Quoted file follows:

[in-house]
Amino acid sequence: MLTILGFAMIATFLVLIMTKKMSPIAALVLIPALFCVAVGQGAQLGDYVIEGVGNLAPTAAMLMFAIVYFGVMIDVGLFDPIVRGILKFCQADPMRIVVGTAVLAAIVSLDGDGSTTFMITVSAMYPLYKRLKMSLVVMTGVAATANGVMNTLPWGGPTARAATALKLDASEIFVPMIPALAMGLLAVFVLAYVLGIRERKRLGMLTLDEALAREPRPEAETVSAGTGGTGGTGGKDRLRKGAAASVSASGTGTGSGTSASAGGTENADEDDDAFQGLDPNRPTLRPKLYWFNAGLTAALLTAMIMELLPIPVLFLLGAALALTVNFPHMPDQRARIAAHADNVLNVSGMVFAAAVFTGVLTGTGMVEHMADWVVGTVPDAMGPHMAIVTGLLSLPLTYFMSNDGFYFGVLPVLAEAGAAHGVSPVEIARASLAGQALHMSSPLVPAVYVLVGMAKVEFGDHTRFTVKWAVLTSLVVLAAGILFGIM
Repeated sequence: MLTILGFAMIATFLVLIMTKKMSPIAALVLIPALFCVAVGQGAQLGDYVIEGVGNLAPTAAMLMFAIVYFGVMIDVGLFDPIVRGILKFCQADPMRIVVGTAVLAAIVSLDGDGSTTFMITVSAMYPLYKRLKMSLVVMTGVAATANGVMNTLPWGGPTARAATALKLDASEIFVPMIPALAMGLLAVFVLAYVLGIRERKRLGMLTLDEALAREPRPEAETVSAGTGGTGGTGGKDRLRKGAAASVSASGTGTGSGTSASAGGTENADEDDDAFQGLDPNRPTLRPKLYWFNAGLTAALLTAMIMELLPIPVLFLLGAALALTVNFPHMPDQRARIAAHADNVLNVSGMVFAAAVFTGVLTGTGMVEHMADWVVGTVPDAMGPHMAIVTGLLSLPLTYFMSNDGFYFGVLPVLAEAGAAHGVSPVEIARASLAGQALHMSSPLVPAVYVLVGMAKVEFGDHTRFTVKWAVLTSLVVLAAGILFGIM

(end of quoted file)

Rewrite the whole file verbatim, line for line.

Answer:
[in-house]
Amino acid sequence: MLTILGFAMIATFLVLIMTKKMSPIAALVLIPALFCVAVGQGAQLGDYVIEGVGNLAPTAAMLMFAIVYFGVMIDVGLFDPIVRGILKFCQADPMRIVVGTAVLAAIVSLDGDGSTTFMITVSAMYPLYKRLKMSLVVMTGVAATANGVMNTLPWGGPTARAATALKLDASEIFVPMIPALAMGLLAVFVLAYVLGIRERKRLGMLTLDEALAREPRPEAETVSAGTGGTGGTGGKDRLRKGAAASVSASGTGTGSGTSASAGGTENADEDDDAFQGLDPNRPTLRPKLYWFNAGLTAALLTAMIMELLPIPVLFLLGAALALTVNFPHMPDQRARIAAHADNVLNVSGMVFAAAVFTGVLTGTGMVEHMADWVVGTVPDAMGPHMAIVTGLLSLPLTYFMSNDGFYFGVLPVLAEAGAAHGVSPVEIARASLAGQALHMSSPLVPAVYVLVGMAKVEFGDHTRFTVKWAVLTSLVVLAAGILFGIM
Repeated sequence: MLTILGFAMIATFLVLIMTKKMSPIAALVLIPALFCVAVGQGAQLGDYVIEGVGNLAPTAAMLMFAIVYFGVMIDVGLFDPIVRGILKFCQADPMRIVVGTAVLAAIVSLDGDGSTTFMITVSAMYPLYKRLKMSLVVMTGVAATANGVMNTLPWGGPTARAATALKLDASEIFVPMIPALAMGLLAVFVLAYVLGIRERKRLGMLTLDEALAREPRPEAETVSAGTGGTGGTGGKDRLRKGAAASVSASGTGTGSGTSASAGGTENADEDDDAFQGLDPNRPTLRPKLYWFNAGLTAALLTAMIMELLPIPVLFLLGAALALTVNFPHMPDQRARIAAHADNVLNVSGMVFAAAVFTGVLTGTGMVEHMADWVVGTVPDAMGPHMAIVTGLLSLPLTYFMSNDGFYFGVLPVLAEAGAAHGVSPVEIARASLAGQALHMSSPLVPAVYVLVGMAKVEFGDHTRFTVKWAVLTSLVVLAAGILFGIM